There is much ado about the significance of natural resources, particularly hydrocarbons, perceived as vital to States for strategic, economic and environmental reasons. Consequently, inter-State disputes are inevitable where hydrocarbon resources are located in areas without clear boundary delimitations. Disputes can also occur as a result of the possibility of hydrocarbon resources straddling boundary lines due to its fugacious character.
Land boundaries are pretty much easily defined, with each State restricted to its territorial sovereignty. Maritime boundaries on the other hand are not always clearly defined. Although the nineteenth and early twentieth centuries provide some examples of bilateral treaties establishing maritime boundaries, it was after the 1930 Codification Conference in The Hague and the coming into force of the various Laws of the Sea that State practice on the subject became substantial .
The 1982 United Nations Convention on the Law of the Sea (UNCLOS) which supersedes the UNCLOS 1958 regulates the international maritime environment. The UNCLOS gives coastal States rights to maritime zones, which can extend to a distance of 200 nautical miles or more from the baselines. These zones are known to be rich in natural resources. While this extension of jurisdiction has led to an increase in offshore hydrocarbon activities, it has created the problem of overlapping maritime boundaries resulting from the proximity of some coastal States to each other .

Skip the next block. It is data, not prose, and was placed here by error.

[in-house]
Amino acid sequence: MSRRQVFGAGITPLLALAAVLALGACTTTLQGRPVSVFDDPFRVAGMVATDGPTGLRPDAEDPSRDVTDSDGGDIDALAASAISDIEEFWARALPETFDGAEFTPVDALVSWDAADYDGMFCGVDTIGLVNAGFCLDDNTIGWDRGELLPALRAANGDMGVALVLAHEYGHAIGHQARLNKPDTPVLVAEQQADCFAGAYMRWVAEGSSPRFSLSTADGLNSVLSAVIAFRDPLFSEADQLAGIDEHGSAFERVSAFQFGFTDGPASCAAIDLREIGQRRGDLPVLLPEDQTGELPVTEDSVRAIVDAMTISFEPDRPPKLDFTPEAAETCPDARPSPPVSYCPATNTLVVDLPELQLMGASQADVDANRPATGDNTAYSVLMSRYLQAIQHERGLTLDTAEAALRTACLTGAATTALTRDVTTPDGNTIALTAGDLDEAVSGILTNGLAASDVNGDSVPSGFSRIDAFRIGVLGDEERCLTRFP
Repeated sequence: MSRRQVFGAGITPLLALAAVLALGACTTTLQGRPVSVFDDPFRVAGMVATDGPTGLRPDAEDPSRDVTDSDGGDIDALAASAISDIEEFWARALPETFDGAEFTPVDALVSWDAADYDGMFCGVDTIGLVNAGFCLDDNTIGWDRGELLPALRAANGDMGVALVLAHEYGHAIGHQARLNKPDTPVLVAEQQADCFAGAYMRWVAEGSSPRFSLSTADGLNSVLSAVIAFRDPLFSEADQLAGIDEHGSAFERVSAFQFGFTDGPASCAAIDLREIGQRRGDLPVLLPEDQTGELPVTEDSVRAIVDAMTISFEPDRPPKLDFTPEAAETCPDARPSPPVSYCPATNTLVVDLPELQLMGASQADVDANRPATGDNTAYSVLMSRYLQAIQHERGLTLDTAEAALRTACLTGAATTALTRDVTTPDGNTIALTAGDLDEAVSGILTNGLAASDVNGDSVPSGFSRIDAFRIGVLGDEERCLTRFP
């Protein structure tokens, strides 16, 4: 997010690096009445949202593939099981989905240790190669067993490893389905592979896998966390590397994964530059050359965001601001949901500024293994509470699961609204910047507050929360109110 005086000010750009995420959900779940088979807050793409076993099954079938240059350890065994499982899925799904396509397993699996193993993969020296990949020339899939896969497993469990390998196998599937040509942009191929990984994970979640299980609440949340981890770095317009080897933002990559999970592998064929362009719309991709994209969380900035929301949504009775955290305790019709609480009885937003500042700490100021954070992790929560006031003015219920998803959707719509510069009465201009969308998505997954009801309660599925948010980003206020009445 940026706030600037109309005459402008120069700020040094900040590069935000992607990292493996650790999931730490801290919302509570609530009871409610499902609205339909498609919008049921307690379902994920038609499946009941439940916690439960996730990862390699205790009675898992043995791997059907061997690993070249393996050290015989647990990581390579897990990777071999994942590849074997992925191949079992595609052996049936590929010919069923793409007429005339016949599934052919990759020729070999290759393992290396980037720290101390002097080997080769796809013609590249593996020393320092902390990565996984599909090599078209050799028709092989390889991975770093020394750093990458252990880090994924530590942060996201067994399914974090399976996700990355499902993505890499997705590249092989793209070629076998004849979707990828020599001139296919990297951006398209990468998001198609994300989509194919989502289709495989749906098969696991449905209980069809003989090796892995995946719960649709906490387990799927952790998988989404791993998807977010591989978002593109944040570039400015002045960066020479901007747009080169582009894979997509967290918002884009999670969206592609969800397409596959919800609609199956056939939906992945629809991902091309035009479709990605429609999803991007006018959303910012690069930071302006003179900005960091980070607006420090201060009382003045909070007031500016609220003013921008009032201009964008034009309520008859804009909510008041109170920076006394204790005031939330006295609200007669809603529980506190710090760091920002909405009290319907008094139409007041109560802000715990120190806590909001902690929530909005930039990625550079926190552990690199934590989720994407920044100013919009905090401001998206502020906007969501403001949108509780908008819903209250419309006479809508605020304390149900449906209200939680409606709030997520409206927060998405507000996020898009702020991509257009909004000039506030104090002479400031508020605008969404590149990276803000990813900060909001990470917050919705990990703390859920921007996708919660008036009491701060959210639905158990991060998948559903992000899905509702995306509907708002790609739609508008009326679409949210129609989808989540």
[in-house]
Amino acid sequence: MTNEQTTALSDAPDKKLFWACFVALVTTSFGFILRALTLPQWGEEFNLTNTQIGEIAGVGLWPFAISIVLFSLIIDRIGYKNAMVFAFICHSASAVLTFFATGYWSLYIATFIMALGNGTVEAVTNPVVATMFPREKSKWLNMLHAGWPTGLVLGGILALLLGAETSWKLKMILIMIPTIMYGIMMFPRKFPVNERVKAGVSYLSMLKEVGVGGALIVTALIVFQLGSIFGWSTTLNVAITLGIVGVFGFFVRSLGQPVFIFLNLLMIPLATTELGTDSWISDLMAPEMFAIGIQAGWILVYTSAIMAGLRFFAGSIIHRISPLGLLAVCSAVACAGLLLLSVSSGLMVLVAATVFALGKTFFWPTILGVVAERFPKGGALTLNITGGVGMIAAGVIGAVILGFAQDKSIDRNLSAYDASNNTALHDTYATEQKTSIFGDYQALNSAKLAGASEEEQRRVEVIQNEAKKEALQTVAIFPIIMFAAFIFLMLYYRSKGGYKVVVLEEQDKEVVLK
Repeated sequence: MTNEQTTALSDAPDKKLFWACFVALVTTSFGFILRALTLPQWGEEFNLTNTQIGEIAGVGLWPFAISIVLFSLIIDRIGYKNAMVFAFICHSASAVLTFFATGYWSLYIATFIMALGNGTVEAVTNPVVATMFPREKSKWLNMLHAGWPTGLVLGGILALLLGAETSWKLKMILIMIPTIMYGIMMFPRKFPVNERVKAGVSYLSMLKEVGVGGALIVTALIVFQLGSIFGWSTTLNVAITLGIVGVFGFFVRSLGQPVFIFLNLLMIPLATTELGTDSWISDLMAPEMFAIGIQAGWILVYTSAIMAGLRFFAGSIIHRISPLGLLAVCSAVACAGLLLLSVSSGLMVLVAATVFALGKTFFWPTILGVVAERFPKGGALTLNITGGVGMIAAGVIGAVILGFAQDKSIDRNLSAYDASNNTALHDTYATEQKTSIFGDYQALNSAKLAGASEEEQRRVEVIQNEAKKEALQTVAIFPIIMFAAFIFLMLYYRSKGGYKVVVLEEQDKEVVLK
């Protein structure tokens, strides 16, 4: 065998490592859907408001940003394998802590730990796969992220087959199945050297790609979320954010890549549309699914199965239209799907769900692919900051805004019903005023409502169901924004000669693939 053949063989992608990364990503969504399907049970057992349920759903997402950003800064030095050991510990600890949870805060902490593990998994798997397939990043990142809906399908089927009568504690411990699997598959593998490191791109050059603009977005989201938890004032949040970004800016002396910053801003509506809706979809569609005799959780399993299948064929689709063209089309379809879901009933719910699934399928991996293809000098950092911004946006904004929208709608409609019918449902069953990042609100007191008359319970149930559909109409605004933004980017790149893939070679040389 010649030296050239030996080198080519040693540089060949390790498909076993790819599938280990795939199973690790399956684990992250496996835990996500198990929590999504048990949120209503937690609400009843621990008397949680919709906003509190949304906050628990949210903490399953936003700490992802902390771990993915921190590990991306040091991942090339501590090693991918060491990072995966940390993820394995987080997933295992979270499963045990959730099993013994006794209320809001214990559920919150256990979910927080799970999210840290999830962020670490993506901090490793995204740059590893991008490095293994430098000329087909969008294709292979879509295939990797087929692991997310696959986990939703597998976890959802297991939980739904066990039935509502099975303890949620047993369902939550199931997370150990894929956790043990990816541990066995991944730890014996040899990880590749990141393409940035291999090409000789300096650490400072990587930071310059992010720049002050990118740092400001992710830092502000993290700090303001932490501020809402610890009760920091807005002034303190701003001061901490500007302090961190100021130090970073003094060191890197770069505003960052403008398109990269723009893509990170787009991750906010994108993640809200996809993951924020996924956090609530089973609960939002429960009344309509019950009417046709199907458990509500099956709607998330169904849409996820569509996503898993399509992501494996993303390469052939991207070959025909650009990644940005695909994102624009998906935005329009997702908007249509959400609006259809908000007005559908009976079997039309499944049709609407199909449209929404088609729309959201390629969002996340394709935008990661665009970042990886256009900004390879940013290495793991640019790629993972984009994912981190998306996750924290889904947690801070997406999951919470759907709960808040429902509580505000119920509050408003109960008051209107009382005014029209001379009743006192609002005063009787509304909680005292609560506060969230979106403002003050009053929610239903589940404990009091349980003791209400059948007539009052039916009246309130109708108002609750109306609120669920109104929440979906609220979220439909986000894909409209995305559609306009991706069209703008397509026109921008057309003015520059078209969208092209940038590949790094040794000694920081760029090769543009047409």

The most prominent boundary disputes include the dispute in the East China involving China, Japan and Taiwan; in the South China concerning the Spratly Islands claimed by China, Taiwan, Vietnam, Malaysia, Brunei and the Philippines. There are also maritime disputes in the Gulf of Guinea and in the Middle American and Caribbean regions. Cooperation on maritime issues by States is therefore very important in contributing to the maintenance of peace, security and economic well-being for all the nations of the world.
This article aims to show the legal responses to maritime boundary disputes: negotiation and other adversarial dispute resolution processes. The Nigeria-Cameroon case study is utilized, as well as Nigeria – Sao Tome & Principe joint development. Conclusion is further drawn advocating the concept of Joint Development Agreements (JDA), an innovative and viable option in managing boundary disputes where natural resources are involved.
- Joint Development,
- Legal Response,
- Overlapping Maritime Claims
Available at: http://works.bepress.com/kingsleysawyerr/2/